Tag Archives: Photography

My 3D Camera Mounts

The photos below do not show all the mounts I have built but you get the general idea. For example, several mounts are just pieces of drilled out steel or aluminum mounted to a tripod adapter.

One problem with putting cameras side by side on a length of aluminum is that you need to put a hole and fastening nut for the tripod mount, in between the cameras, which means 3/4 to 1 inch extra gap between the cameras, spacing the lens wider than necessary.

That led to this bracket which puts the cameras on the top level and the tripod mount on the bottom level. These metal brackets are steel straps sold at a local hardware store, then drilled out for the desired spacing.

1/4-20 screws attached to knobs (available at a hardware store) are used to connect cameras on top of the top rail. I also have a version of this that has 3 levels – the middle level, like above, holds the cameras. A third level above the cameras holds mounts for shot gun mics. I’ll have to post a photo of that some day!

A seldom used mount is this very wide angle setup, which is made from two oversized calipers, used in drafting. The two camera mounts are adjustable to provide lens spacing of up to about 2 feet. But keep in mind there are very few situations (big landscape shots mostly) where you will ever need something this big.

I recently purchased this milled piece of aluminum bar which provides an adjustable camera mount. The center contains both a 1/4-20 and a 3/8 tripod threaded mounting hole.

After this photo was taken, I modified the bar slightly so I could mount it in the earlier 3D mount, above. With the adjustable rail, I can get the two Canon HF M301 video cameras down to a 2 3/4″ lens separation (center to center), plus where needed, I can also spread the cameras apart.

 

 

The rough rule of thumb is that the main object in 3D space should be at least 30x the lens spacing away from the cameras. At 6″ camera spacing, the minimum subject distance should be 15 feet (6″ x 30 = 15 feet). At 2 3/4″ we can cut that distance in half. And that is really a minimum – I find better results when the subject distance is kept beyond the minimum.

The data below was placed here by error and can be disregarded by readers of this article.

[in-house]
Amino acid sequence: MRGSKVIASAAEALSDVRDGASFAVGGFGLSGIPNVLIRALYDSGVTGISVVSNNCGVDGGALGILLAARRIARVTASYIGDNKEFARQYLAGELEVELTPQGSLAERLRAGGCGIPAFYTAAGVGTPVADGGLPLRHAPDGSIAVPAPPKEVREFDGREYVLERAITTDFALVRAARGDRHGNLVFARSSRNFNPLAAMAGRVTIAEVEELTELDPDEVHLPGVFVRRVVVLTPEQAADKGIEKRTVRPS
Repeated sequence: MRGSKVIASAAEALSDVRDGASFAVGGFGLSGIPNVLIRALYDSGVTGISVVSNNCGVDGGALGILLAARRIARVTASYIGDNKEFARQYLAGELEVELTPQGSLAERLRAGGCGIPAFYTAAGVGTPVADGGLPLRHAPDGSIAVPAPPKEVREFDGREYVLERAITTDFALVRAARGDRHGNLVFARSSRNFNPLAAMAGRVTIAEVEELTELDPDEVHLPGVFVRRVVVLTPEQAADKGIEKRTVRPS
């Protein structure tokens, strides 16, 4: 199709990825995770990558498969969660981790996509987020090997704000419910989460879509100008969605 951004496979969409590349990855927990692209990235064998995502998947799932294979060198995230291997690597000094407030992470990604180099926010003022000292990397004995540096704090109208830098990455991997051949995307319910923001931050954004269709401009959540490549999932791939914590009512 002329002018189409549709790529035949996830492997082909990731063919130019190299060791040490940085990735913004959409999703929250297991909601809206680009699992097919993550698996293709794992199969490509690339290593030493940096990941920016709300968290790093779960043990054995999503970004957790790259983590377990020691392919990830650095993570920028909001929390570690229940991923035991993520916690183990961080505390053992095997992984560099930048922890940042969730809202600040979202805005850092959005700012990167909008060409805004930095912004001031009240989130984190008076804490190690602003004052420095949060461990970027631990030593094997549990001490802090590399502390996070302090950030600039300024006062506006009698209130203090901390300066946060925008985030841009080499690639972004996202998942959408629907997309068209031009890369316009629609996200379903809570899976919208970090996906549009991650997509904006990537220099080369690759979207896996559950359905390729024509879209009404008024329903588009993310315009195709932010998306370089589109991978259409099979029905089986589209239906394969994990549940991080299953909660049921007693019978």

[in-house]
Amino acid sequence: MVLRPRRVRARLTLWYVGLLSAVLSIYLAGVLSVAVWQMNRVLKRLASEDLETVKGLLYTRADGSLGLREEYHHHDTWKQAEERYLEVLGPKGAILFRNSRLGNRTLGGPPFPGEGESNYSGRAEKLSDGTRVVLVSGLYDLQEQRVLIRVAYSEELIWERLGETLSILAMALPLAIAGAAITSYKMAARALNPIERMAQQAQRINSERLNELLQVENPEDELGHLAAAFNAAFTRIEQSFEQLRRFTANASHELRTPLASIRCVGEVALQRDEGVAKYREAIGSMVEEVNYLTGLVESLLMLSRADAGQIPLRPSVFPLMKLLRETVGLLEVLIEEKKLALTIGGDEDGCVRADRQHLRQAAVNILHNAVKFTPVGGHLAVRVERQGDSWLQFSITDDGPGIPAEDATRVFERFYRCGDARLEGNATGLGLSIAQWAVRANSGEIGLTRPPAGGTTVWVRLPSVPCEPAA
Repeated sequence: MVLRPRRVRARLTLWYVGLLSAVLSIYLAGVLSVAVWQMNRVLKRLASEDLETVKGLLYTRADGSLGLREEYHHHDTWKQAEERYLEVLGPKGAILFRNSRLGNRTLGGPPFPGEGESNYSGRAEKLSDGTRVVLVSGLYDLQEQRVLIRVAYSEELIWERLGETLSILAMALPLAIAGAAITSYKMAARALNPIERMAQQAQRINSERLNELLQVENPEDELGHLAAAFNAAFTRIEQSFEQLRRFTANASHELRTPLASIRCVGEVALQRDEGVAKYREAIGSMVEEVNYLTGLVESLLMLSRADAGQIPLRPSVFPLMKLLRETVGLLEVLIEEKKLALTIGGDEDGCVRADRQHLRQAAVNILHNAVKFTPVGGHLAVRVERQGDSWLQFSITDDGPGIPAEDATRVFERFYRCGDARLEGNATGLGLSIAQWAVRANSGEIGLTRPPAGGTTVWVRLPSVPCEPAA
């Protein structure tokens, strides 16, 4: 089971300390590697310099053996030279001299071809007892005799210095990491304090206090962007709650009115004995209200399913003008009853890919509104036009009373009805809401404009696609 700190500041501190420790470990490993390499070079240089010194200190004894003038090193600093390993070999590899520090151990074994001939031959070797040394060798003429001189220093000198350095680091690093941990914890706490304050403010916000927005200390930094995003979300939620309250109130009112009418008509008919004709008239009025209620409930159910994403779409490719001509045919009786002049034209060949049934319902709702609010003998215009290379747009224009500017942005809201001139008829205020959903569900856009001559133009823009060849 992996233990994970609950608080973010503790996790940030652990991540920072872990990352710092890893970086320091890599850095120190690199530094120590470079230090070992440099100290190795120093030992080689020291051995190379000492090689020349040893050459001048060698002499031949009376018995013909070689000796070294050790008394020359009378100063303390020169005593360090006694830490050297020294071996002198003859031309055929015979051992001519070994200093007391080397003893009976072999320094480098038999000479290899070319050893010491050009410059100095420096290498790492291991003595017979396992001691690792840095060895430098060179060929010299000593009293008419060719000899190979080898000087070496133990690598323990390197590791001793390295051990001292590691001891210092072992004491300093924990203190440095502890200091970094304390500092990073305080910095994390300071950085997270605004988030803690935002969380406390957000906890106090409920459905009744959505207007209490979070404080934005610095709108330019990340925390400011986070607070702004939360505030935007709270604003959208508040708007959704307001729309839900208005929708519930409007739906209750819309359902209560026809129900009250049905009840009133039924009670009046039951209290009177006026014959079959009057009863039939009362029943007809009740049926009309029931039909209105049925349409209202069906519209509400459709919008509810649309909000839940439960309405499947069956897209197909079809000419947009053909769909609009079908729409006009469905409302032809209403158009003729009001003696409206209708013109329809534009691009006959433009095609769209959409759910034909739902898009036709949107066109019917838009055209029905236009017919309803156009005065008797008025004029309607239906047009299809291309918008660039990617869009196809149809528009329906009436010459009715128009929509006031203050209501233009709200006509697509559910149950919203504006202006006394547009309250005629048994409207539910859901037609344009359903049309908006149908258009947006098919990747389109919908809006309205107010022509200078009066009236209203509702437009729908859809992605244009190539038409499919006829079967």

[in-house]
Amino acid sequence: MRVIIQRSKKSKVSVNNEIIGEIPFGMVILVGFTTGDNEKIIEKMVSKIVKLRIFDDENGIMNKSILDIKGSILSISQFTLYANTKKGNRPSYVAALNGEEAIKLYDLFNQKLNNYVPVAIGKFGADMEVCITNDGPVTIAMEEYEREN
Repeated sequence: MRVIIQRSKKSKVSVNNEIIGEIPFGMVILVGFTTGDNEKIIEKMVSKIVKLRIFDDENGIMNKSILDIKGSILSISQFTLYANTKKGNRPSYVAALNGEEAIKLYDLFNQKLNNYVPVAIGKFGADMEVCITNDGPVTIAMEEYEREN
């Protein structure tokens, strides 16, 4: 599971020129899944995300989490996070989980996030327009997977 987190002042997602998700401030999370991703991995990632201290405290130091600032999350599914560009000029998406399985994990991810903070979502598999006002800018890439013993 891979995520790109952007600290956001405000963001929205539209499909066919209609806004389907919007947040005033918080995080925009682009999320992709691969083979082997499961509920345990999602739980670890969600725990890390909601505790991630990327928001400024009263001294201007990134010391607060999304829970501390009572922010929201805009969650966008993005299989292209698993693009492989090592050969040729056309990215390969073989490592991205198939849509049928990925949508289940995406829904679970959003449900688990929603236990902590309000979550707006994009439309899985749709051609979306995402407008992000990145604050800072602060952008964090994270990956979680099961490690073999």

But there are other considerations when setting the camera spacing. For some situations moving the lenses further apart helps to emphasize the depth effect. For example, when I was shooting Hoopfest at 3″ spacing, the depth effect disappeared around 150 feet (or so) from the camera. But when I set the lens spacing to about 6″, the depth effect was nicely visible down the whole city block.

 

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The 3D rig I used for a Civil War Battle Re-enactment 3D video

I used two Lumix GH-2 DSLRs to shoot 3D video. In this configuration, the lens centers are spaced about 6 inches apart which means that primary subjects need to be at least 15 feet and preferably 20 feet away from the camera to avoid 3D eye strain (convergence going bonkers).

The cameras are screwed into a rail made of aluminum using 1/4-20 knobs picked up at a local hardware store. Audio is recorded using two shot gun mics (bought off EBay, and yes, one has a homemade wind muff) and feeding into a factory refurbished Beachtek audio mixer which connects to one of the cameras. The shot gun mics make a HUGE difference in audio quality. Unfortunately, for the first battle I had left my XLR mic cables in my car so recorded the good audio only on the 2nd battle.

The six inch lens spacing is okay for outdoor landscapes and events where the subject is typically 20+ feet away. But experimenting with the Kodak Playsport cameras that I picked up used, I find the 3″ lens spacing produces a much more pleasing 3D effect. Probably not a big surprise, after all, what’s the spacing between your eyes? Probably not six inches!